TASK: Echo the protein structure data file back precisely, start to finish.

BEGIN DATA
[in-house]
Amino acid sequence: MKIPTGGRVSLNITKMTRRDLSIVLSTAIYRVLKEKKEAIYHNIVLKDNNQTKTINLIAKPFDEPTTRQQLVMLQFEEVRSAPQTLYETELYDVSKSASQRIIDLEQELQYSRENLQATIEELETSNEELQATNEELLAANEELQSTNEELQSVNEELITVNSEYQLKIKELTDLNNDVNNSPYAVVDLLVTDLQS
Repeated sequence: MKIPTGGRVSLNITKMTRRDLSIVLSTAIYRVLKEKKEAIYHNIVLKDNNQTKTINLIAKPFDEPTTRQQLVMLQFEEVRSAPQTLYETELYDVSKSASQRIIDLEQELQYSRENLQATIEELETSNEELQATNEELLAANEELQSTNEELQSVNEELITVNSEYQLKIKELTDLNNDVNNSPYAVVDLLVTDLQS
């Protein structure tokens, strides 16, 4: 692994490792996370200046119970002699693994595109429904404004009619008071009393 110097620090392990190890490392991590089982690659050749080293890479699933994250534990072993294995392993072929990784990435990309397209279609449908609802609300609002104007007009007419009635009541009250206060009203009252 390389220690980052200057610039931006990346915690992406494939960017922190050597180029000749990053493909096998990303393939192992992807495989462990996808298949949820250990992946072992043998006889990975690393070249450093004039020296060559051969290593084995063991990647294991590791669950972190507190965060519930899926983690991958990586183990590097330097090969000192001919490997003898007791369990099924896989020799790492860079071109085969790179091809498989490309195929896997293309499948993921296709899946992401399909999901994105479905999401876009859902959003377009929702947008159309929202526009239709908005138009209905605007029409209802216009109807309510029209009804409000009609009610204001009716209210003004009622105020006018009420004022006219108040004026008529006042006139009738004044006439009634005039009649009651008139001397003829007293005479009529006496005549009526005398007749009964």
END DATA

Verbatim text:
[in-house]
Amino acid sequence: MKIPTGGRVSLNITKMTRRDLSIVLSTAIYRVLKEKKEAIYHNIVLKDNNQTKTINLIAKPFDEPTTRQQLVMLQFEEVRSAPQTLYETELYDVSKSASQRIIDLEQELQYSRENLQATIEELETSNEELQATNEELLAANEELQSTNEELQSVNEELITVNSEYQLKIKELTDLNNDVNNSPYAVVDLLVTDLQS
Repeated sequence: MKIPTGGRVSLNITKMTRRDLSIVLSTAIYRVLKEKKEAIYHNIVLKDNNQTKTINLIAKPFDEPTTRQQLVMLQFEEVRSAPQTLYETELYDVSKSASQRIIDLEQELQYSRENLQATIEELETSNEELQATNEELLAANEELQSTNEELQSVNEELITVNSEYQLKIKELTDLNNDVNNSPYAVVDLLVTDLQS
């Protein structure tokens, strides 16, 4: 692994490792996370200046119970002699693994595109429904404004009619008071009393 110097620090392990190890490392991590089982690659050749080293890479699933994250534990072993294995392993072929990784990435990309397209279609449908609802609300609002104007007009007419009635009541009250206060009203009252 390389220690980052200057610039931006990346915690992406494939960017922190050597180029000749990053493909096998990303393939192992992807495989462990996808298949949820250990992946072992043998006889990975690393070249450093004039020296060559051969290593084995063991990647294991590791669950972190507190965060519930899926983690991958990586183990590097330097090969000192001919490997003898007791369990099924896989020799790492860079071109085969790179091809498989490309195929896997293309499948993921296709899946992401399909999901994105479905999401876009859902959003377009929702947008159309929202526009239709908005138009209905605007029409209802216009109807309510029209009804409000009609009610204001009716209210003004009622105020006018009420004022006219108040004026008529006042006139009738004044006439009634005039009649009651008139001397003829007293005479009529006496005549009526005398007749009964």